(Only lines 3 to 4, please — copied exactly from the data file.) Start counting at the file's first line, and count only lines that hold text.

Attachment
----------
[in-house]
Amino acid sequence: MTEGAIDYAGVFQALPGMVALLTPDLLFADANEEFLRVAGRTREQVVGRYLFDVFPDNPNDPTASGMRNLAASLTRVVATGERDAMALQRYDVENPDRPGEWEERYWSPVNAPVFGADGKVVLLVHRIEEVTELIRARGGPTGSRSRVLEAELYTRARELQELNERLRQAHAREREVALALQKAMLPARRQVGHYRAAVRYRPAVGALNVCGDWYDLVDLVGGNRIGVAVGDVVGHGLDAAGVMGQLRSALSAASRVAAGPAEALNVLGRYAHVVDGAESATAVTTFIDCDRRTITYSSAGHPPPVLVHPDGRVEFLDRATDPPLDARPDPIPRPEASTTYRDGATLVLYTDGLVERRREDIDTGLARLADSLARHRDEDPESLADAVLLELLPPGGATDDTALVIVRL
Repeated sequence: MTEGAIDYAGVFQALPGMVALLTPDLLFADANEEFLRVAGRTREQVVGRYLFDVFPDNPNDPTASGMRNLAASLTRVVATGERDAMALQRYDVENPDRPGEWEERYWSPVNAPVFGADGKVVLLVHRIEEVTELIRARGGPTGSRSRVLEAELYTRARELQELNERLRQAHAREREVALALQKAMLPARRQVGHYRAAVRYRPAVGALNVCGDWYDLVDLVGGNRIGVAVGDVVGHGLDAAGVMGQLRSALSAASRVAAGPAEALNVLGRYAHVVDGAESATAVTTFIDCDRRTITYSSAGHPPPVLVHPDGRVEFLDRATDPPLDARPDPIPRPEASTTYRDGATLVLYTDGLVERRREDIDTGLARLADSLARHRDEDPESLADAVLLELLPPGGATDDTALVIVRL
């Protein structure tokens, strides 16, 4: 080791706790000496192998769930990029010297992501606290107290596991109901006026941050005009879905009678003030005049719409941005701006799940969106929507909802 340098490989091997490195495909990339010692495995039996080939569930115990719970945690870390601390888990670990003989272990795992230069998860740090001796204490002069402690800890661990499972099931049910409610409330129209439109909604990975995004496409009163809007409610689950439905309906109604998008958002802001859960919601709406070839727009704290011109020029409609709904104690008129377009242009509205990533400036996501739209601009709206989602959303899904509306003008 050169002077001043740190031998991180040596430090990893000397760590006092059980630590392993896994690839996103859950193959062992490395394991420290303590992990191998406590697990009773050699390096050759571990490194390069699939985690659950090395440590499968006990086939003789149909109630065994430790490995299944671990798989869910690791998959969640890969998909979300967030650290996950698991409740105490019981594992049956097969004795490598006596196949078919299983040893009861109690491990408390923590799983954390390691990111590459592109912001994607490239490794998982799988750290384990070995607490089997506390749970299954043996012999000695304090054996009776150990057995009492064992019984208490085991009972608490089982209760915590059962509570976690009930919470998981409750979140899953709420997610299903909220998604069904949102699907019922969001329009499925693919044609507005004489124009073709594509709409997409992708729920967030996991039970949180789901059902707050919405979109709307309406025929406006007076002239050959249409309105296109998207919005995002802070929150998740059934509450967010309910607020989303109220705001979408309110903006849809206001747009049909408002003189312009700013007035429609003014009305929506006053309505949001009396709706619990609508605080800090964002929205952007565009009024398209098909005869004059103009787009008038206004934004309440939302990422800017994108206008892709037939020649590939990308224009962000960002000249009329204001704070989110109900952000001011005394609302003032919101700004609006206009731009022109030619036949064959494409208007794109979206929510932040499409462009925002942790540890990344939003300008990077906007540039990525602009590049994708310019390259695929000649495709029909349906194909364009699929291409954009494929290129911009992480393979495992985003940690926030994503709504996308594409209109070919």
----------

Repeated sequence: MTEGAIDYAGVFQALPGMVALLTPDLLFADANEEFLRVAGRTREQVVGRYLFDVFPDNPNDPTASGMRNLAASLTRVVATGERDAMALQRYDVENPDRPGEWEERYWSPVNAPVFGADGKVVLLVHRIEEVTELIRARGGPTGSRSRVLEAELYTRARELQELNERLRQAHAREREVALALQKAMLPARRQVGHYRAAVRYRPAVGALNVCGDWYDLVDLVGGNRIGVAVGDVVGHGLDAAGVMGQLRSALSAASRVAAGPAEALNVLGRYAHVVDGAESATAVTTFIDCDRRTITYSSAGHPPPVLVHPDGRVEFLDRATDPPLDARPDPIPRPEASTTYRDGATLVLYTDGLVERRREDIDTGLARLADSLARHRDEDPESLADAVLLELLPPGGATDDTALVIVRL
């Protein structure tokens, strides 16, 4: 080791706790000496192998769930990029010297992501606290107290596991109901006026941050005009879905009678003030005049719409941005701006799940969106929507909802 340098490989091997490195495909990339010692495995039996080939569930115990719970945690870390601390888990670990003989272990795992230069998860740090001796204490002069402690800890661990499972099931049910409610409330129209439109909604990975995004496409009163809007409610689950439905309906109604998008958002802001859960919601709406070839727009704290011109020029409609709904104690008129377009242009509205990533400036996501739209601009709206989602959303899904509306003008 050169002077001043740190031998991180040596430090990893000397760590006092059980630590392993896994690839996103859950193959062992490395394991420290303590992990191998406590697990009773050699390096050759571990490194390069699939985690659950090395440590499968006990086939003789149909109630065994430790490995299944671990798989869910690791998959969640890969998909979300967030650290996950698991409740105490019981594992049956097969004795490598006596196949078919299983040893009861109690491990408390923590799983954390390691990111590459592109912001994607490239490794998982799988750290384990070995607490089997506390749970299954043996012999000695304090054996009776150990057995009492064992019984208490085991009972608490089982209760915590059962509570976690009930919470998981409750979140899953709420997610299903909220998604069904949102699907019922969001329009499925693919044609507005004489124009073709594509709409997409992708729920967030996991039970949180789901059902707050919405979109709307309406025929406006007076002239050959249409309105296109998207919005995002802070929150998740059934509450967010309910607020989303109220705001979408309110903006849809206001747009049909408002003189312009700013007035429609003014009305929506006053309505949001009396709706619990609508605080800090964002929205952007565009009024398209098909005869004059103009787009008038206004934004309440939302990422800017994108206008892709037939020649590939990308224009962000960002000249009329204001704070989110109900952000001011005394609302003032919101700004609006206009731009022109030619036949064959494409208007794109979206929510932040499409462009925002942790540890990344939003300008990077906007540039990525602009590049994708310019390259695929000649495709029909349906194909364009699929291409954009494929290129911009992480393979495992985003940690926030994503709504996308594409209109070919």